Is Paranormal Research Really Science?

Like many of my human peers, I have an insatiable desire to understand my environment.  Knowing this, I’ve come to appreciate some of the lesser known, and often ridiculed, sciences of metaphysics and parapsychology. This same quest of charting the unknown is seen in ghost hunters and paranormal researchers. Very often these folks have experienced something beyond understanding, and want to recreate it in a scientific manner. Studying energies, ghosts and, yes, even faeries is not considered classical science, and metaphysical researchers are often branded as kooks and charlatans.  Is there validity to their work, and can it be considered true science?

The short answer to both questions is yes, paranormal occurrences can be tested with science and technology.

At the Rhine Research Center in Durham, North Carolina, researchers and scientists work to bridge the gap between science and the paranormal. The Center has ties to Duke University, which established a parapsychology laboratory in the 1930s to research paranormal phenomenon such as precognition, apparitional experiences (ghosts), dreams, clairvoyance, near-death experiences, and reincarnation. Using state of the art equipment, experiments are conducted to collect data for further research.

Duke is not alone in the study of parapsychology.  In the early 1900s, Stanford University was the first academic institution to open a research facility for the study of paranormal events in a laboratory setting.  Today there are two Universities that have active parapsychology labs.  The Division of Perceptual Studies, a unit at the University of Virginia’s Department of Psychiatric Medicine, and The University of Arizona’s Veritas Laboratory.

To study experiences that lie outside the normal range, or that have no scientific explanation, one steps into the world of metaphysics.  This branch of philosophical science works to clarify the fundamental notions by which people understand the world.  In essence, metaphysics gives us the tools to study ourselves, in our own environment, experiencing ourselves in that environment.

When we look at these words, and see how they work from the inside out, it is clear that the academic world believes in the supernatural.  So why must we make fun of individuals who devote their life to the study of ghosts, psychics and that which lives between the realms? Aristotle believed that metaphysics was just as important as the other subjects, and deemed it the “Queen of all Sciences.”

Know that I’m not an academically certified scientist, nor do I even play one on television, but I am a very hard-core researcher of all things science, technology and that which bridges the two. In my life I’ve encountered things that go beyond my understanding.  And, while trying to explain the situation to others, have found myself working to recreate the parameters in which the event happened.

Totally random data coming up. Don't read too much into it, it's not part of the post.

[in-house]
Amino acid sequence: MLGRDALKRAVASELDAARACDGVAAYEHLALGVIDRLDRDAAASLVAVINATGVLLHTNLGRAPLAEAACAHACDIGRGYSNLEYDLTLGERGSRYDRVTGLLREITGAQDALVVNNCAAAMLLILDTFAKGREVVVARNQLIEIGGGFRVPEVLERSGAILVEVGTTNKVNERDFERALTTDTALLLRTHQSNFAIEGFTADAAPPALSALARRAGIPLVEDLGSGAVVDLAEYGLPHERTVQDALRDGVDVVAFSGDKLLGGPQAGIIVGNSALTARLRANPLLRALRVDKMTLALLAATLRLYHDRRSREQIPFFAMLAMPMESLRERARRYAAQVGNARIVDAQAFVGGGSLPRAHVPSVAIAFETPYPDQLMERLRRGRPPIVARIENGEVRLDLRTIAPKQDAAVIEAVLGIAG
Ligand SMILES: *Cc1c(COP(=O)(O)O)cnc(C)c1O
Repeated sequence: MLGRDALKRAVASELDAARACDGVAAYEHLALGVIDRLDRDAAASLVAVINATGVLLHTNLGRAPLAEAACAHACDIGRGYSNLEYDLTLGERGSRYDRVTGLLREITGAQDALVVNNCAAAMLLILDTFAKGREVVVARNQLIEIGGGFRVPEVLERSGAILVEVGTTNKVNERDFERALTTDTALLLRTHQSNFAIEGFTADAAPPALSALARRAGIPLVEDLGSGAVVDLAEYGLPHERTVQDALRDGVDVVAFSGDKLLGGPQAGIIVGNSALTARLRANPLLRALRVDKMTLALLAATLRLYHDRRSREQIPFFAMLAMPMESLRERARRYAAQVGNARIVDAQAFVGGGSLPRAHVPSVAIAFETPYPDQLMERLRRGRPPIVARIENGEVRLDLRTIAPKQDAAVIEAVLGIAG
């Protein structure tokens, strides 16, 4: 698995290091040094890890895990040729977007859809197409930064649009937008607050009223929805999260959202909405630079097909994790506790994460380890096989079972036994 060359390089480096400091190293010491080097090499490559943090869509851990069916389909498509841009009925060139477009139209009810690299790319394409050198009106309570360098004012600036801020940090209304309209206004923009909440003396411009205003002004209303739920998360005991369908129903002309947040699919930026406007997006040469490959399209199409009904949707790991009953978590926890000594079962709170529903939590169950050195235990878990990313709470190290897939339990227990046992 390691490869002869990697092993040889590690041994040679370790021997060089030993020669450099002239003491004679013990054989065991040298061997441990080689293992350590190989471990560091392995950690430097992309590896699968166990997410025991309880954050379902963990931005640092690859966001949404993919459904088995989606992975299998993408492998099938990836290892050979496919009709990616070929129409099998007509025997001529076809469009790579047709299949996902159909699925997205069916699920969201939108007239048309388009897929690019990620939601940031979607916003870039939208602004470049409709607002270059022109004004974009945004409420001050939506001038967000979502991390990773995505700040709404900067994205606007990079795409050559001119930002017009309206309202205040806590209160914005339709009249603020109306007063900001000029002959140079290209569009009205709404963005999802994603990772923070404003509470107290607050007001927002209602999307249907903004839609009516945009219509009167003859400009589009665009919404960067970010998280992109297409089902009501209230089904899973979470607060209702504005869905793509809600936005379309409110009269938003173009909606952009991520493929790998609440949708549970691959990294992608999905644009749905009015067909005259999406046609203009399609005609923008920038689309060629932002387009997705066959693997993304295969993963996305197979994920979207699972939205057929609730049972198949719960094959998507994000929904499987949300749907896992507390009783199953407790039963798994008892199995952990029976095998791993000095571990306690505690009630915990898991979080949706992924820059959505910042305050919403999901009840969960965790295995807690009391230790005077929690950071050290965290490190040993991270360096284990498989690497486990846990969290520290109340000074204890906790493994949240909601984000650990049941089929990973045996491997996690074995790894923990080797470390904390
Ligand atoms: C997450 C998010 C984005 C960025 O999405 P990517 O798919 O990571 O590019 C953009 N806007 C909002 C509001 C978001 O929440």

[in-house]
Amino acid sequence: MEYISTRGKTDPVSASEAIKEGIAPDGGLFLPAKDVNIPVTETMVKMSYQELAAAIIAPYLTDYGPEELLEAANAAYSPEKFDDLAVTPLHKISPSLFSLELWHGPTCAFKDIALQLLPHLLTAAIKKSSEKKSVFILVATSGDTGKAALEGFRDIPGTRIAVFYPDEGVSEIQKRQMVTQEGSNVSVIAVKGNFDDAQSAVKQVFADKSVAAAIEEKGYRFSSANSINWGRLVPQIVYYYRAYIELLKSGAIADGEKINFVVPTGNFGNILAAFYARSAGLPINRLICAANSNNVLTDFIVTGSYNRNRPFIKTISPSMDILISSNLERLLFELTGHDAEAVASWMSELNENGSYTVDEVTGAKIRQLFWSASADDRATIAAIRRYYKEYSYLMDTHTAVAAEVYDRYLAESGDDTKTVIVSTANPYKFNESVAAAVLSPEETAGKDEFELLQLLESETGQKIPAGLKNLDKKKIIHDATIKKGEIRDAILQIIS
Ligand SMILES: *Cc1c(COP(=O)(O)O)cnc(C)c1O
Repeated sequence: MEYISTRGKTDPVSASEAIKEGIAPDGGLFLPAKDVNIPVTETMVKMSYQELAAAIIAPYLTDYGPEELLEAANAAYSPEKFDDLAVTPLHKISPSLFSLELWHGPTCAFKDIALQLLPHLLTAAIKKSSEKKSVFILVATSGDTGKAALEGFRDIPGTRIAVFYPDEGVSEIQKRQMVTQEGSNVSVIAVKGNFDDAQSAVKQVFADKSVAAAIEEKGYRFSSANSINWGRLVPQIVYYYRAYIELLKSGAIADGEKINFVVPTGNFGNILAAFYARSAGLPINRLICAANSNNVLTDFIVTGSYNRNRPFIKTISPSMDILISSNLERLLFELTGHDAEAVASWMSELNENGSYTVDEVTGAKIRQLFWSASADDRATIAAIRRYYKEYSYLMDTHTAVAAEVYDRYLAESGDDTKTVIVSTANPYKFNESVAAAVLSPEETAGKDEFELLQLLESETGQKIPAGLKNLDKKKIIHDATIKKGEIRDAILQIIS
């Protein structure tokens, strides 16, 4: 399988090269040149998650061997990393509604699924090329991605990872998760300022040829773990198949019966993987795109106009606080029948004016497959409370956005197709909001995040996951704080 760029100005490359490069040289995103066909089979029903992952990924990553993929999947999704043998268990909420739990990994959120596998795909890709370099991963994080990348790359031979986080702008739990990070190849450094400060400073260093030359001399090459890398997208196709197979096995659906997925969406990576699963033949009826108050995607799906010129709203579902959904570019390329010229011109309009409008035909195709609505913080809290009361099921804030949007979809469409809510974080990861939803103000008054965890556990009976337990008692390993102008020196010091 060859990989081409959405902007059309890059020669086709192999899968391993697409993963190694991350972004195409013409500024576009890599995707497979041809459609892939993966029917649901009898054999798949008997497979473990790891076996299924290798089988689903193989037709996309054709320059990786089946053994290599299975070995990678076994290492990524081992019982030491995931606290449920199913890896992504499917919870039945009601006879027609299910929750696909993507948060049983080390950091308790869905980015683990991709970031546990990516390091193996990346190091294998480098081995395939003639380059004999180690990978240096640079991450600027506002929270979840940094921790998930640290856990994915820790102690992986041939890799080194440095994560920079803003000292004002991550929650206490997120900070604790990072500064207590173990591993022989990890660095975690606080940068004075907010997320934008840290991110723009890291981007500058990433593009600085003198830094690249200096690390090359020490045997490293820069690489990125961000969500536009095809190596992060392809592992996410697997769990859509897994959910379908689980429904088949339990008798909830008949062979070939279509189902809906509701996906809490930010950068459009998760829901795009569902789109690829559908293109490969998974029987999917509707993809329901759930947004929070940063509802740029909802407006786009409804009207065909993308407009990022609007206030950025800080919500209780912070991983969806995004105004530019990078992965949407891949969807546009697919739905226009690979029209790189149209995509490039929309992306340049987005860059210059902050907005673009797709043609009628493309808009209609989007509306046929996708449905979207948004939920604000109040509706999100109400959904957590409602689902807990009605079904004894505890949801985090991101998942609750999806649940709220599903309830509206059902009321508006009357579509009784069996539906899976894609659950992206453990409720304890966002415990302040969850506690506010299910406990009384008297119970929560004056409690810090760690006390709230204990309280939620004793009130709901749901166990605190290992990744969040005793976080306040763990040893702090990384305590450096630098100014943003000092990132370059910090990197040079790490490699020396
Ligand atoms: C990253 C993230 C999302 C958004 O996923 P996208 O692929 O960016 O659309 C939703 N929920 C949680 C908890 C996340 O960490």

Science! Technology! Answers!

Now this is where I really start geeking out.  For years there were no tools for studying the unseen sciences.  To prove the existence of air, you could hold up a piece of cloth and see it float away.  Showing that ghosts exist, however, was not so easy. Despite what your relatives may have said about the the old Johnson house down the road, the ability to see any type of energy moving around was difficult.

Enter technology.  The same tools that NASA uses to see far into space, or listen for stars to sing songs, are quite similar to what professional paranormal researchers use.  Along with the high-tech gear they also use things like voice recorders, digital cameras and thermometers.  Using the scientific method and technology, those who study the unseen are coming back with quantifiable data that begs for further study of the metaphysical sciences.

I do have to put a bit of my spin to this, because of my deeply held beliefs and opinions.  As stated above, my life has been enriched with experiences that defy understanding.  After going to ministers, pastors and priests, and being rebuked (for lack of a better word), I went to the researchers.  Then my studies took me to the mystics and shamans of the world’s faith systems, so that I could get a deep understanding of what “unseen” meant.

During this journey I learned that there are those who really want to know about what is outside of us, and what is all around our world.  This was not done to sensationalize or debunk, but rather to share with others that we, all of humanity, the cosmos and all of the Universes, are really more than the sum of our parts.  Sadly, I’ve also learned that there are those who would use this to debunk, shame and sensationalize those who had paranormal experiences.  No matter what we believe, or what our faith system may be, there is no place for shaming others for how they walk in this world.  We are called to give help, not to judge.

- Kim Upton, Rogue Geek Tech Editor

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About Jonathan Ryan

Jonathan Ryan is a novelist, blogger and columnist. His novel, 3 Gates of the Dead, published by Open Road Media, is in bookstores everywhere. The sequel, Dark Bride, will be out in April 2015


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